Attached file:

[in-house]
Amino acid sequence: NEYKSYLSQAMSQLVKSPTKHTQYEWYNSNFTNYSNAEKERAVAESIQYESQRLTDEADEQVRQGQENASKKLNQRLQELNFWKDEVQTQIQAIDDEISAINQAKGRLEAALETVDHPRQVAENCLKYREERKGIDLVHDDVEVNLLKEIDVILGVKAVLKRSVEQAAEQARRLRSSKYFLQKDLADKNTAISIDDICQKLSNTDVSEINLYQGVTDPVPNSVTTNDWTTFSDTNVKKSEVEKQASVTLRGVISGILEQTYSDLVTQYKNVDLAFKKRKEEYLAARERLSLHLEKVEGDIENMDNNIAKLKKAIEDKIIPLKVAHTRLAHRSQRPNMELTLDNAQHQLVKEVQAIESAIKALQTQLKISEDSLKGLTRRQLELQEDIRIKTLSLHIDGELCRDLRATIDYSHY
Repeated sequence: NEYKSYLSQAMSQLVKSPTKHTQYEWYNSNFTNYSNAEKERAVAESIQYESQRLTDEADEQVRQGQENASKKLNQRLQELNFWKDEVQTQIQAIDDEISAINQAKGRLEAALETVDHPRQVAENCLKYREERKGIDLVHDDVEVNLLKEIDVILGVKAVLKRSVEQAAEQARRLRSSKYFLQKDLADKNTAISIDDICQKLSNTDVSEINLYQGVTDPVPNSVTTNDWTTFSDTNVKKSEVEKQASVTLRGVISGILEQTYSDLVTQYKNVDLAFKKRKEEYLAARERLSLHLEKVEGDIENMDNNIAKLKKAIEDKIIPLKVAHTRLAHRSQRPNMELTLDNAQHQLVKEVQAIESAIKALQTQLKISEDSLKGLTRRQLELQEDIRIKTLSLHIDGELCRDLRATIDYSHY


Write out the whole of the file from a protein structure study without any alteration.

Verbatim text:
[in-house]
Amino acid sequence: NEYKSYLSQAMSQLVKSPTKHTQYEWYNSNFTNYSNAEKERAVAESIQYESQRLTDEADEQVRQGQENASKKLNQRLQELNFWKDEVQTQIQAIDDEISAINQAKGRLEAALETVDHPRQVAENCLKYREERKGIDLVHDDVEVNLLKEIDVILGVKAVLKRSVEQAAEQARRLRSSKYFLQKDLADKNTAISIDDICQKLSNTDVSEINLYQGVTDPVPNSVTTNDWTTFSDTNVKKSEVEKQASVTLRGVISGILEQTYSDLVTQYKNVDLAFKKRKEEYLAARERLSLHLEKVEGDIENMDNNIAKLKKAIEDKIIPLKVAHTRLAHRSQRPNMELTLDNAQHQLVKEVQAIESAIKALQTQLKISEDSLKGLTRRQLELQEDIRIKTLSLHIDGELCRDLRATIDYSHY
Repeated sequence: NEYKSYLSQAMSQLVKSPTKHTQYEWYNSNFTNYSNAEKERAVAESIQYESQRLTDEADEQVRQGQENASKKLNQRLQELNFWKDEVQTQIQAIDDEISAINQAKGRLEAALETVDHPRQVAENCLKYREERKGIDLVHDDVEVNLLKEIDVILGVKAVLKRSVEQAAEQARRLRSSKYFLQKDLADKNTAISIDDICQKLSNTDVSEINLYQGVTDPVPNSVTTNDWTTFSDTNVKKSEVEKQASVTLRGVISGILEQTYSDLVTQYKNVDLAFKKRKEEYLAARERLSLHLEKVEGDIENMDNNIAKLKKAIEDKIIPLKVAHTRLAHRSQRPNMELTLDNAQHQLVKEVQAIESAIKALQTQLKISEDSLKGLTRRQLELQEDIRIKTLSLHIDGELCRDLRATIDYSHY